“I Will,” or Maybe I Won’t

Chad is a member of The Motley Fool Blog Network -- entries represent the personal opinion of the blogger and are not formally edited.

I have a difficult time not buying stock in companies when I buy their products on a regular basis. One such company is Under Armour (NYSE: UA). My personal experience with Under Armour clothing and shoes is that they are very high quality and very comfortable. In fact, since my wife and I tried Under Armour shoes, we have recommended them to almost everyone we know. However, recommending Under Armour stock is a little more difficult.

This Is a Great Company That Could Do so Much Better
Don’t get me wrong--I’ve owned Under Armour stock in the past, and been very pleased with the results. However, once the stock gotten past a certain valuation, I could no longer justify continuing to own the shares at such lofty prices. There are several issues facing Under Armour, and in an industry with competition such as Lululemon (NASDAQ: LULU) and Nike (NYSE: NKE), the company can’t afford to be second best at anything.

When a company reports revenue growth of 23%, and this is evenly spread across each of their divisions, you would expect good earnings growth as well. However, due to promotional spending and incentives, Under Armour saw a 50% decline in diluted EPS. For a stock selling at a forward P/E ratio of 40.51, a decline in earnings like this should be a red flag.

Consistency in Revenue and Earnings Growth
The first thing investors need to keep an eye on is Under Armour's earnings growth rate. Currently, analysts expect the company to grow earnings by just less than 21% in the next few years. In past quarters, the company exceeded 20% earnings growth. However, looking at the 50% decline last quarter, investors need to see if the company can get back on track.

When you look at Under Armour's peer group, Lululemon is expected to grow earnings faster than Under Armour at 22.24%, versus 20.83%. Nike isn’t expected to grow as fast as these two companies at about 10% EPS growth, but Nike is also a much larger company as well.

It’s acceptable for the company to show a large decline for one quarter based on certain expenses, but if this becomes a trend, Under Armour would be in serious trouble.

A second item to watch is continued momentum in revenue growth. Analysts are generally expecting an over 22% increase in revenues this year from the company, and anything less would be a major blow to investor’s confidence. In fact, Under Armour is expected to grow revenue faster than Lululemon, from which analysts expect 21% revenue growth. In contrast, Nike is only expected to grow revenue by 4.9%.

Not This Again
Third, investors need to see that Under Armour is able to maintain a high gross margin. Last quarter, the company’s gross margin was 45.9%, which was second only to Lululemon at 49.37%. Though Nike turned in a respectable 44.22%, the Nike brand is generally more broad-based than the other two, which accounts for the difference.

A fourth issue that Under Armour shareholders need to take a look at is the company’s inventory management. Several quarters ago, it seemed that management had solved this long-running problem. However, the company’s inventory compared to their current quarter sales was the highest among their peers in the last three months.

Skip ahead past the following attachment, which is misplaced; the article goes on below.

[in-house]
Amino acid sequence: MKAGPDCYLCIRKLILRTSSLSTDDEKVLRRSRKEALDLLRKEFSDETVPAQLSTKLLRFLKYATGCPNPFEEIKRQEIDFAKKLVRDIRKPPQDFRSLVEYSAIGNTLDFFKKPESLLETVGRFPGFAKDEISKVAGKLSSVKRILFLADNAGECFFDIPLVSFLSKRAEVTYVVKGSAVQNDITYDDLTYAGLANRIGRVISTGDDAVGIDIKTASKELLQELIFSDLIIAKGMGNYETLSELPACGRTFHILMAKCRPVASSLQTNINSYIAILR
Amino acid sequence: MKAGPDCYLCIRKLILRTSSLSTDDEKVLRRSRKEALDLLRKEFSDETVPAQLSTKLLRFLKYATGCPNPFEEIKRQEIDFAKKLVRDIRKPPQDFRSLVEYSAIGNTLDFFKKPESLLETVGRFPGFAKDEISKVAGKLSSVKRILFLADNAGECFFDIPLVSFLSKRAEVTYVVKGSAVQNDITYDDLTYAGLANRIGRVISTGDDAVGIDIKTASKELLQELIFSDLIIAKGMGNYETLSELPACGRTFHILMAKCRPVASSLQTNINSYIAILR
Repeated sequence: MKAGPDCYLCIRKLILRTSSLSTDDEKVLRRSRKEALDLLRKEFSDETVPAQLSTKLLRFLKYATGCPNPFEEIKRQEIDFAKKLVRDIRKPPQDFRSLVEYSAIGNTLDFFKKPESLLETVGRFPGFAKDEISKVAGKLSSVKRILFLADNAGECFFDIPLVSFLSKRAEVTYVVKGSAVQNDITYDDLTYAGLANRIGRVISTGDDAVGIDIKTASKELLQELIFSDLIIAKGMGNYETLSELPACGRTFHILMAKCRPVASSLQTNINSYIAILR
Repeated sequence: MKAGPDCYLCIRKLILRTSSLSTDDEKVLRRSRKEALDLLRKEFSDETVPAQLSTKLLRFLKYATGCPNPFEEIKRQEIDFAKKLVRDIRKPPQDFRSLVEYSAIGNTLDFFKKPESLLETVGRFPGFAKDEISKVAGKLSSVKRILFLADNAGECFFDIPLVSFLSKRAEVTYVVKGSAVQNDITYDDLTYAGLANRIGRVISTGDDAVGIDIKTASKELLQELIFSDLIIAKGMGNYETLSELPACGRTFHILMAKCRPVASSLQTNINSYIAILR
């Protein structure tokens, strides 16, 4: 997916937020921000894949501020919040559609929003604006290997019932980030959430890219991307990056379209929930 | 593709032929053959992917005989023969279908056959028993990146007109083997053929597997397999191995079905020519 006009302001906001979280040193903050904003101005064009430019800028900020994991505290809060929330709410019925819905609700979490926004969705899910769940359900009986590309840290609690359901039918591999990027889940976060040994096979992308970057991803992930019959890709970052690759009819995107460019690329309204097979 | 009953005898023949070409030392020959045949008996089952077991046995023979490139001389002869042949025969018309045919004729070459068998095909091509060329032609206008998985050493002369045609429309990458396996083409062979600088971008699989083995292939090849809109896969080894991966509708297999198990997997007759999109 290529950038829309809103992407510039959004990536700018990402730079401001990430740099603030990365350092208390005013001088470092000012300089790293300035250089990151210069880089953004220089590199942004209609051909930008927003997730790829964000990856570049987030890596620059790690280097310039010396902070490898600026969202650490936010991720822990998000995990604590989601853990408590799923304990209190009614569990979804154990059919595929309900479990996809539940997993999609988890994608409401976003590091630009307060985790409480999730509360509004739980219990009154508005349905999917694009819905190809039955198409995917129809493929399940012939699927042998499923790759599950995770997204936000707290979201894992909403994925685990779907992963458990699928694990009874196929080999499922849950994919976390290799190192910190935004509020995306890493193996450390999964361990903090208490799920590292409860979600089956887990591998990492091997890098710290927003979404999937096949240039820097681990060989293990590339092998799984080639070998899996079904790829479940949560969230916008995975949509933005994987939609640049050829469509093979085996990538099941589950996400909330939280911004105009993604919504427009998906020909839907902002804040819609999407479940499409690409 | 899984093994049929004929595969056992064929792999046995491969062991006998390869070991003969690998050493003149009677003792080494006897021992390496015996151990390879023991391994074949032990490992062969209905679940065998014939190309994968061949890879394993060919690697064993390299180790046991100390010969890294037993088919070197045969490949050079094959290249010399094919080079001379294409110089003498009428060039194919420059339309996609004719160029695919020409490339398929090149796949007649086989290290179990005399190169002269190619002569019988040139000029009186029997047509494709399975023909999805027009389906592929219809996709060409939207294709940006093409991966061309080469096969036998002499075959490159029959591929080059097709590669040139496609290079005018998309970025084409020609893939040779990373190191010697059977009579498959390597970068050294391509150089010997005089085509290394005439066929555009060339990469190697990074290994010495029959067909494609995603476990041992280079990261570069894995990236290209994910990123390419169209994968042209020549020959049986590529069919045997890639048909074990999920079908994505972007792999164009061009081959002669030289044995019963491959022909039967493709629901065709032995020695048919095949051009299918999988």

Nike is more established and should understandably have its inventory under control. The company did fairly well, with about 54% of current quarter sales held in inventory. Lululemon is a much smaller company, but was able to manage with just 41.56% of sales in inventory.

Under Armour took a step backward and seemed to carry too much inventory at 68.6% of current quarter sales. Considering that Nike is more established, it would be one thing if Under Armour carried more inventory than its larger peer, but underperforming Lululemon doesn’t make a lot of sense.

The Company Says “I Will,” But Maybe You Should Not
Under Armour's new slogan is "I Will," but the company’s next earnings report may decide whether or not shareholders say "I Will" to holding Under Armour stock. The company quite honestly needs to get inventory under control once and for all, and be more careful about their spending. Management also needs to make sure that its spending doesn’t trip up earnings growth.

Any time a stock trades for a P/E ratio that is nearly double its growth rate, the company needs to report good results. Under Armour shareholders will likely demand better results this next quarter than the company turned in a few months ago. Otherwise, the Under Armour growth story could be in trouble. Instead of saying “I Will,” investors just might say “I’ll Sell” instead.

Lululemon has the potential to grow its sales by 10 times if it can penetrate its other markets like it has in Canada, but the competitive landscape is starting to increase. Can Lululemon fight off larger retailers and ultimately deliver huge profits for savvy investors? The Motley Fool answers these questions and more in its most in-depth Lululemon research available. Thousands have already claimed their own premium ticker coverage; gain instant access to your own by clicking here now.

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Chad Henage has no position in any stocks mentioned. The Motley Fool recommends Lululemon Athletica, Nike, and Under Armour. The Motley Fool owns shares of Nike and Under Armour. Try any of our Foolish newsletter services free for 30 days. We Fools may not all hold the same opinions, but we all believe that considering a diverse range of insights makes us better investors. The Motley Fool has a disclosure policy. Is this post wrong? Click here. Think you can do better? Join us and write your own!

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